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Wednesday, 10 May 1972
Page: 1550


Senator GREENWOOD (VictoriaAttorneyGeneral) - I listened with interest to what Senator McManus had to say. I view with much concern the general details which he outlined. I think we all recognise that many people have come to this country to experience a freedom of living, a freedom from all the apparatus of tyranny and authoritarianism which characterises the Communist countries of this world. The people who have come here have established a new life. But the fact that they are in this country is a constant reminder to the Communist masters of the countries from which they fled that they are a continuous indictment of the whole Communist system. There are throughout the world millions of people who have left their homeland, to which naturally they would have desired to adhere, in order to secure a freedom which is denied to them by the Communist regimes. It is typical of the Communist subversion and the Communist methods of imposition and intimidation that the persons who have now established themselves in this country are subjected to the unsolicited type of material to which Senator McManus has drawn our attention.

As he has indicated, these documents reveal certain things. In the first place, they reveal the way in which the Communists will take advantage of the natural affection which persons who have established a new life in this country have for the homeland from which they have come. There is a natural feeling which is being exploited. As I understand his recounting of the documents, they also disclose that the tactics of defamation are used to sow distrust amongst the people who have come to this country and people in whom they have respect. As I understand it, the documents also show the use of antisemitism as a Communist weapon. It also reveals the existence in this country of espionage activity which is designed to further Communist ends. How otherwise can people who have come from a different country and who have established themselves in various parts of Australia have their names and addresses known to people in the Soviet Union from where this document is sent? In these circumstances, it seems to me that what Senator McManus has done is to reveal the intimidatory tactics which are engaged in. I feel that the real value is that he has ventilated this matter.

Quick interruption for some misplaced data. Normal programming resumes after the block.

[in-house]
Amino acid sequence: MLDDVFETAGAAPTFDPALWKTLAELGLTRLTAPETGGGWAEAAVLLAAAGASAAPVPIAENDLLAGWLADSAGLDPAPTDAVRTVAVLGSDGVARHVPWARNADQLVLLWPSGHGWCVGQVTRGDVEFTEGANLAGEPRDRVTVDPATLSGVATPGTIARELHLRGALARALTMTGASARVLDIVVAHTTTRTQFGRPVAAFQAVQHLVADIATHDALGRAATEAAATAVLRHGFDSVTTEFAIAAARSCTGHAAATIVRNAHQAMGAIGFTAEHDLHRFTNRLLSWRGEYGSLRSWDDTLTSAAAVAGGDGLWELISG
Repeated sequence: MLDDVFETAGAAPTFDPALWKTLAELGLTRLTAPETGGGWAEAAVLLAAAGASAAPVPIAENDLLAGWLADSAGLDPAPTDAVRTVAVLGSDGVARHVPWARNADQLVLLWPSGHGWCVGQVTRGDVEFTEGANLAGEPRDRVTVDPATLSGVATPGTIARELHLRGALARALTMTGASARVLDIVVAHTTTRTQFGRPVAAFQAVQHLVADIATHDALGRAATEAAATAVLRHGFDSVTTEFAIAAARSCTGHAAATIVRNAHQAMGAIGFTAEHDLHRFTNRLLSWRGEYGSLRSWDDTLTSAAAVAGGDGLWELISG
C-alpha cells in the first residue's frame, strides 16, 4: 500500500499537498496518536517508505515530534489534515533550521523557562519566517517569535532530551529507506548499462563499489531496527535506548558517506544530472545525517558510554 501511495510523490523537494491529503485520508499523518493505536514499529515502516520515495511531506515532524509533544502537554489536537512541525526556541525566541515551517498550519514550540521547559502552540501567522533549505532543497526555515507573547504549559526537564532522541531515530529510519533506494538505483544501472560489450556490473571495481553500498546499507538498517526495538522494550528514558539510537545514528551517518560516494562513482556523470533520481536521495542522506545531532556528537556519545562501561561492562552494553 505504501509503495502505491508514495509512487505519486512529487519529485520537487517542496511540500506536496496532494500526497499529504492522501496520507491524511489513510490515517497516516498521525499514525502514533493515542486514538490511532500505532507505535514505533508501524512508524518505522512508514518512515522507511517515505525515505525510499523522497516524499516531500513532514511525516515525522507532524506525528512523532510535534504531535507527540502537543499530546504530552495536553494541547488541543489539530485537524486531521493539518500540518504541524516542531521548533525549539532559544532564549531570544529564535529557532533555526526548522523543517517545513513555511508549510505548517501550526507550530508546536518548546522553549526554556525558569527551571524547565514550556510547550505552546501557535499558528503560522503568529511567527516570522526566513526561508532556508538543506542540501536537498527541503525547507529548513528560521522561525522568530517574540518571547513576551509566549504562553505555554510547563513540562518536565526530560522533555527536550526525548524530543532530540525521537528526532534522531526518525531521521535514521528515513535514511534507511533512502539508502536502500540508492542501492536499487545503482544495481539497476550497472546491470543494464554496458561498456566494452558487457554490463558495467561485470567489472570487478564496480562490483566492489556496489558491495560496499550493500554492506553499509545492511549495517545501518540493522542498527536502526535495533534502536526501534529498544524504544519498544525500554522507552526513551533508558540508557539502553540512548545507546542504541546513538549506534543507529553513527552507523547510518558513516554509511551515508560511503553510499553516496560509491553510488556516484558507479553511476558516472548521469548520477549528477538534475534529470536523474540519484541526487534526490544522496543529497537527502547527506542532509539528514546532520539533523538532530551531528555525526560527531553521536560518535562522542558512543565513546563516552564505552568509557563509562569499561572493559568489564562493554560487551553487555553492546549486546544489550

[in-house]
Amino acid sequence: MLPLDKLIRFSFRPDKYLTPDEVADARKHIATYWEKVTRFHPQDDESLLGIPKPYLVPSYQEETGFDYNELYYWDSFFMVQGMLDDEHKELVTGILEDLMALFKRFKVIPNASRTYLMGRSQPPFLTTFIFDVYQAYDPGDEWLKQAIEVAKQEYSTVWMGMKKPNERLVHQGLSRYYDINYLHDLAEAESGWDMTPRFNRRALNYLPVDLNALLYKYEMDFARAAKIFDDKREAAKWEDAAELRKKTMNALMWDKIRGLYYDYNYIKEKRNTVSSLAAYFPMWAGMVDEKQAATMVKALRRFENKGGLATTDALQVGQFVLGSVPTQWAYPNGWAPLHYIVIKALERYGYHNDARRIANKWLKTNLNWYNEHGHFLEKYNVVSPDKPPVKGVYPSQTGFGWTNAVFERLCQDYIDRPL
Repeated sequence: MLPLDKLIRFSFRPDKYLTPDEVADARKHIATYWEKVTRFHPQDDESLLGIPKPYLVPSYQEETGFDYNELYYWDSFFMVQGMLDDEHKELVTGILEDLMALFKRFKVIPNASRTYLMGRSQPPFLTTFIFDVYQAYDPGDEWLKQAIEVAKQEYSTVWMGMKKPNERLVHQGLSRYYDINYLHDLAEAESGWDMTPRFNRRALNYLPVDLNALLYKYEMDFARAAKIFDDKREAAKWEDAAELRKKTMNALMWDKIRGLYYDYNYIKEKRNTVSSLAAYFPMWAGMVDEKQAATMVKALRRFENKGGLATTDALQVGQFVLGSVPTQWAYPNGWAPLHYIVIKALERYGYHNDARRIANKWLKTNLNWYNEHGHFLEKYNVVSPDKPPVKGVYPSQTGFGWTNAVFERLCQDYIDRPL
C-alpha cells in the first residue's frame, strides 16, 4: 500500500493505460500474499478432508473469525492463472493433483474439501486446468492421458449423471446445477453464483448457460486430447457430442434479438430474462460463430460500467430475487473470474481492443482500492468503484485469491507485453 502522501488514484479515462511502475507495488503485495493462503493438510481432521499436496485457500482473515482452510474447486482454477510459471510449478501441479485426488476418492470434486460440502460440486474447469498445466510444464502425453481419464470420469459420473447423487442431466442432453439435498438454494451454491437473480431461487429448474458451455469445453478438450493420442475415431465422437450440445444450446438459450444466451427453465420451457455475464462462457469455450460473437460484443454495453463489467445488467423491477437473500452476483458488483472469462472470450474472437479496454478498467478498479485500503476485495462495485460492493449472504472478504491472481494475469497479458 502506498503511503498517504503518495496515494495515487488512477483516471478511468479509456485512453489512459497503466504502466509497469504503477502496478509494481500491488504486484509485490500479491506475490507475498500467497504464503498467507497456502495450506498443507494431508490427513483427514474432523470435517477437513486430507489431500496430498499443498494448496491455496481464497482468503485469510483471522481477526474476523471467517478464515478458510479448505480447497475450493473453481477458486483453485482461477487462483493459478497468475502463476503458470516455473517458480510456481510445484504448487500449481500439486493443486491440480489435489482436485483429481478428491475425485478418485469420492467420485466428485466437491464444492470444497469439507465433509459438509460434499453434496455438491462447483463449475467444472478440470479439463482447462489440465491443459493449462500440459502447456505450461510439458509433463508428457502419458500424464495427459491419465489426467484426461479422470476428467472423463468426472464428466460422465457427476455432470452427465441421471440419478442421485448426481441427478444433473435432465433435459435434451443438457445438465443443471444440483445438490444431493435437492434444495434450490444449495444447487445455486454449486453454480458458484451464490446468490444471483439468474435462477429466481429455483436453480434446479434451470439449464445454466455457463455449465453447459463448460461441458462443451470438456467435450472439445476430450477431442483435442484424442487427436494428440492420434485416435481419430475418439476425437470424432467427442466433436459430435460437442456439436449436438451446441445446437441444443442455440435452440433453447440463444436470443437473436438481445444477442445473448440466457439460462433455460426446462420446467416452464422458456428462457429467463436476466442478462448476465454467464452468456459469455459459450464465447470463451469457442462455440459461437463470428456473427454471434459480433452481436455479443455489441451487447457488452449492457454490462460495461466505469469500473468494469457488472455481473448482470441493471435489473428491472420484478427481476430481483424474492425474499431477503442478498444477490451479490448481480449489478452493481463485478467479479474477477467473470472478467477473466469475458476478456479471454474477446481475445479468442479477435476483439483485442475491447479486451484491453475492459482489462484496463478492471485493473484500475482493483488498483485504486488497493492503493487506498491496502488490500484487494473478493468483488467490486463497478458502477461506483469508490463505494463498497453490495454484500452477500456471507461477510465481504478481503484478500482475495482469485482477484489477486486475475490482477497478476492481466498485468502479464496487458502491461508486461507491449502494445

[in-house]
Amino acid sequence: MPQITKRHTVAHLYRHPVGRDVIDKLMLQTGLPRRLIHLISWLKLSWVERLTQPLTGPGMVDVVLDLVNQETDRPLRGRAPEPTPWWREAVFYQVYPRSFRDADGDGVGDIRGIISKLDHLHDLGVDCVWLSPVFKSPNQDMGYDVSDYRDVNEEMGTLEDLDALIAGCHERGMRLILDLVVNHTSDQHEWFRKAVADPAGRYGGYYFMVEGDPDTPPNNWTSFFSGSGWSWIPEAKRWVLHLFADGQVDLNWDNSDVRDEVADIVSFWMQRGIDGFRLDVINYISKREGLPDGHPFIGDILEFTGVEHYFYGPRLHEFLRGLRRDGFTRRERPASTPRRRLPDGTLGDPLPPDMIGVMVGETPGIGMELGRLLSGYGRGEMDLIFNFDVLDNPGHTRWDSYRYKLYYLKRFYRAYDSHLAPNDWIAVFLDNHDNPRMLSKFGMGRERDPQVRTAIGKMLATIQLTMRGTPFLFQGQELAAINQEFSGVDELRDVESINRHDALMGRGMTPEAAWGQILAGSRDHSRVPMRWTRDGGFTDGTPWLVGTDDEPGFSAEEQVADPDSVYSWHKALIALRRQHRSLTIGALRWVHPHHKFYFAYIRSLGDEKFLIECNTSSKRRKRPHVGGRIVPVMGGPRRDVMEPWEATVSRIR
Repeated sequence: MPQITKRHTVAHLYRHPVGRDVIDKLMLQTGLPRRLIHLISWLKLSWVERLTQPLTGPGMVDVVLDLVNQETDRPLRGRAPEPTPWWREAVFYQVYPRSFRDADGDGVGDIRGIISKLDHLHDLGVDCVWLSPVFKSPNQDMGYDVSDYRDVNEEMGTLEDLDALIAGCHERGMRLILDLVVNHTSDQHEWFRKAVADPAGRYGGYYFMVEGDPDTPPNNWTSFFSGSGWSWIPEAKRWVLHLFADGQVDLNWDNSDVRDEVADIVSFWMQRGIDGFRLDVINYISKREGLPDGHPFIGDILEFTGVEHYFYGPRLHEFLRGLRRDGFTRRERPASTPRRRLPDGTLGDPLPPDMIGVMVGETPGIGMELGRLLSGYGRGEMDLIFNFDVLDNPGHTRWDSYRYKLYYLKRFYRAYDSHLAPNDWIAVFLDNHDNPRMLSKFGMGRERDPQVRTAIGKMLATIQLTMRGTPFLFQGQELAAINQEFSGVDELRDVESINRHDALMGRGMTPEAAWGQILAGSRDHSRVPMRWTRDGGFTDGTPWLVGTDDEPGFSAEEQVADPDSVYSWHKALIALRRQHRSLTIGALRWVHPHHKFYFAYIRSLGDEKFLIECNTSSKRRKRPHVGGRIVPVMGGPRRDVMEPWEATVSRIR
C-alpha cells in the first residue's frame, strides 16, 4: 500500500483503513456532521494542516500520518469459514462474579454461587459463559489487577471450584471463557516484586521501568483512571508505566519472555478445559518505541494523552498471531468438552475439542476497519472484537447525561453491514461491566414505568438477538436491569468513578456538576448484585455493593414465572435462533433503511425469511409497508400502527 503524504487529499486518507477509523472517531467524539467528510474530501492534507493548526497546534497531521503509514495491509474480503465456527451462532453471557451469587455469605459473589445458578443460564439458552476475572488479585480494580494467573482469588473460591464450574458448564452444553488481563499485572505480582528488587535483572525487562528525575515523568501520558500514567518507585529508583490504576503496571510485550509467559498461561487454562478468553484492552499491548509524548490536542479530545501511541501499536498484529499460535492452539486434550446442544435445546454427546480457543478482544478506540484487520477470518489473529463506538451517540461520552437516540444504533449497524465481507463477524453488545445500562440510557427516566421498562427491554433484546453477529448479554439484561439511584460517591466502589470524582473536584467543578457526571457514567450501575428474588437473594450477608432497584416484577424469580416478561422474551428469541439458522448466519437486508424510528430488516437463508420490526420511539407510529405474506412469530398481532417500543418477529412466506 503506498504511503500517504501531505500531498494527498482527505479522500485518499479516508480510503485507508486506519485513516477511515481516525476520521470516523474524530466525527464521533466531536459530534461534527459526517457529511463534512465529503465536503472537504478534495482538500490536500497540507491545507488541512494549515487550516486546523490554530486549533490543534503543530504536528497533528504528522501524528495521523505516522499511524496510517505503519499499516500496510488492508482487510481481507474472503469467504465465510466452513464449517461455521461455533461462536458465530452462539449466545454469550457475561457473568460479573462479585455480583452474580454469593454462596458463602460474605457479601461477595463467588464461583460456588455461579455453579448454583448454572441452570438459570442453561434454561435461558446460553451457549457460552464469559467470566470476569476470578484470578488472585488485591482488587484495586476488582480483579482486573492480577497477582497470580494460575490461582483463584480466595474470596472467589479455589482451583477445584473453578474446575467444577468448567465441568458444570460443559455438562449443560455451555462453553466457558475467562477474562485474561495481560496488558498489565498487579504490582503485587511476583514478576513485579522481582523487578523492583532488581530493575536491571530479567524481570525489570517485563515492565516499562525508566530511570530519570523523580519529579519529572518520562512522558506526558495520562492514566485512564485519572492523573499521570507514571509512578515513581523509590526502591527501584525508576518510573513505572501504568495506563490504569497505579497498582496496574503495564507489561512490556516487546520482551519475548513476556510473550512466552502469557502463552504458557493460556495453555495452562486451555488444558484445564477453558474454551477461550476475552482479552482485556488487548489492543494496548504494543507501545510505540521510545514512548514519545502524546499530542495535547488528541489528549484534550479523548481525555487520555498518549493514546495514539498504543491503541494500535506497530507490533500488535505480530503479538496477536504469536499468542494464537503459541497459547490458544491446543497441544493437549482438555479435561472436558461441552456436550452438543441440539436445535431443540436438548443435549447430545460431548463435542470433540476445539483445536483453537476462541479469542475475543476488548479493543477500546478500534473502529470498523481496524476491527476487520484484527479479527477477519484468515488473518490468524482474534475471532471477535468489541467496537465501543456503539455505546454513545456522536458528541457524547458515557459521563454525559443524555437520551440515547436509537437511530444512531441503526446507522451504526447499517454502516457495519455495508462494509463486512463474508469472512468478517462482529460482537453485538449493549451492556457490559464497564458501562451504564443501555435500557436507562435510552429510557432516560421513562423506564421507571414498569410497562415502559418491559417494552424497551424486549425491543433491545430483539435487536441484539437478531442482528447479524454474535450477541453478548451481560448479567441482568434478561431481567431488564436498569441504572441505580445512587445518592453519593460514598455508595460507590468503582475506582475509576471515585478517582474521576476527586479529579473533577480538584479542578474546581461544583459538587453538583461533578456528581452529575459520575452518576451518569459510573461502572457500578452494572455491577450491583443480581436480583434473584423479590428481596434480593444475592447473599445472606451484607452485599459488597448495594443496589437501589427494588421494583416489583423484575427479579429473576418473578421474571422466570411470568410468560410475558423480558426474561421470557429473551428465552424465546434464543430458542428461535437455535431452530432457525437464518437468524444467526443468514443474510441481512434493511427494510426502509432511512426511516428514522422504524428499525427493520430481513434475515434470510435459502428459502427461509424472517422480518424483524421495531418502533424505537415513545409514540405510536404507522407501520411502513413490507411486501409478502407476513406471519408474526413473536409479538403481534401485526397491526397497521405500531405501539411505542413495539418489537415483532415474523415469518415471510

I believe that we all have an obligation to disclose these things when they come to our attention, because the methods by which communism seeks to establish its hegemony are methods which are foreign to the practices we have known in this country and which are unknown to us. We are little accustomed to them. I feel that the effort must be made constantly to bring to public attention what is being done. Australia is a free country. Freedom in this country means that there is freedom of speech for those who are opposed to communism and for those who support communism and who would seek to destroy the very freedom which allows them to speak. I do not know whether Senator Mulvihill, who is trying to interject, objects to what I am saying. But I believe that what I am saying ought to have general acceptance. We certainly have not only freedom of speech but also freedom to publish by the written word, freedom to disseminate views and freedom to move around. Of course, we seek to establish the widest possible freedom of communication with other countries including the communist countries which, given the opportunity, would seek to deny that freedom of communication which we cherish in this land.

Taking that freedom, as I see it, we have to take the good with the bad because freedom is meaningless unless we are prepared to do that. We have not in this country the laws which would effectively enable the type of literature to which Senator McManus has referred to be prohibited. It is not prohibited by our customs regulations. It is not prohibited, at least expressly, under our Post and Telegraph Act. If we were to adopt the course, which presumably we could adopt in the form of legislation, of stopping material coming into this country, I believe that we would be cutting down on a freedom. Of course, we may cut down on a freedom if it is necessary to preserve the national interest. But in these areas this Government moves carefully and will move only when the necessity arises. I know that there are arrangements which this country has with other countries with regard to the transmission of material overseas and that the Postmaster-General (Sir Alan Hulme) has expresed himself on this matter to, I think, Senator McManus or to other honourable senators in the past. I will convey what Senator McManus has said to the Postmaster-General for his attention. ButI believe that this is one area in which, having the knowledge brought before us, we ought to lose no opportunity to disclose what has happened. I think that in that sense we are indebted to Senator McManus for what he has said tonight.







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